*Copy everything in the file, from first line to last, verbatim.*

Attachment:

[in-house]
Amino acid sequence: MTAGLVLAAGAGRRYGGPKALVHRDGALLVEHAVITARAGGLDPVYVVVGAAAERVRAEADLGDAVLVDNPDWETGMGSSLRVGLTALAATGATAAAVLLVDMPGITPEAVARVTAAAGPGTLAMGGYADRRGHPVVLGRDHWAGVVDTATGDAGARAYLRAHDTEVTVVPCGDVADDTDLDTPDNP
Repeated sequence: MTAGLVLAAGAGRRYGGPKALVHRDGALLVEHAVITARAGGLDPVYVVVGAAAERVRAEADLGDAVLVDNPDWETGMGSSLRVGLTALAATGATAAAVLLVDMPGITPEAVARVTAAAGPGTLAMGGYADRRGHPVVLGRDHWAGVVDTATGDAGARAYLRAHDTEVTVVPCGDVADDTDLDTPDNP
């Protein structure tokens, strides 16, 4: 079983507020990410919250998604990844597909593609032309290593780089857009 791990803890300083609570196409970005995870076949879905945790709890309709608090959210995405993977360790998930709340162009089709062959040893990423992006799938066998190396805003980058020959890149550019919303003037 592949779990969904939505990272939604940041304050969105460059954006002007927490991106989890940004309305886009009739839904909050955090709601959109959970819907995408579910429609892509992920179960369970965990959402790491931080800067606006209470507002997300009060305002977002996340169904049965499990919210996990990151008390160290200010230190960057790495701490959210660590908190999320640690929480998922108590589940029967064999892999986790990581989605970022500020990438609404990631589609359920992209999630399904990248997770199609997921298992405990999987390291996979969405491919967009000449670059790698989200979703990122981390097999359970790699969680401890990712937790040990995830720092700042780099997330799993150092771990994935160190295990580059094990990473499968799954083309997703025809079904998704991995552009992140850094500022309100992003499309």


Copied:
[in-house]
Amino acid sequence: MTAGLVLAAGAGRRYGGPKALVHRDGALLVEHAVITARAGGLDPVYVVVGAAAERVRAEADLGDAVLVDNPDWETGMGSSLRVGLTALAATGATAAAVLLVDMPGITPEAVARVTAAAGPGTLAMGGYADRRGHPVVLGRDHWAGVVDTATGDAGARAYLRAHDTEVTVVPCGDVADDTDLDTPDNP
Repeated sequence: MTAGLVLAAGAGRRYGGPKALVHRDGALLVEHAVITARAGGLDPVYVVVGAAAERVRAEADLGDAVLVDNPDWETGMGSSLRVGLTALAATGATAAAVLLVDMPGITPEAVARVTAAAGPGTLAMGGYADRRGHPVVLGRDHWAGVVDTATGDAGARAYLRAHDTEVTVVPCGDVADDTDLDTPDNP
């Protein structure tokens, strides 16, 4: 079983507020990410919250998604990844597909593609032309290593780089857009 791990803890300083609570196409970005995870076949879905945790709890309709608090959210995405993977360790998930709340162009089709062959040893990423992006799938066998190396805003980058020959890149550019919303003037 592949779990969904939505990272939604940041304050969105460059954006002007927490991106989890940004309305886009009739839904909050955090709601959109959970819907995408579910429609892509992920179960369970965990959402790491931080800067606006209470507002997300009060305002977002996340169904049965499990919210996990990151008390160290200010230190960057790495701490959210660590908190999320640690929480998922108590589940029967064999892999986790990581989605970022500020990438609404990631589609359920992209999630399904990248997770199609997921298992405990999987390291996979969405491919967009000449670059790698989200979703990122981390097999359970790699969680401890990712937790040990995830720092700042780099997330799993150092771990994935160190295990580059094990990473499968799954083309997703025809079904998704991995552009992140850094500022309100992003499309």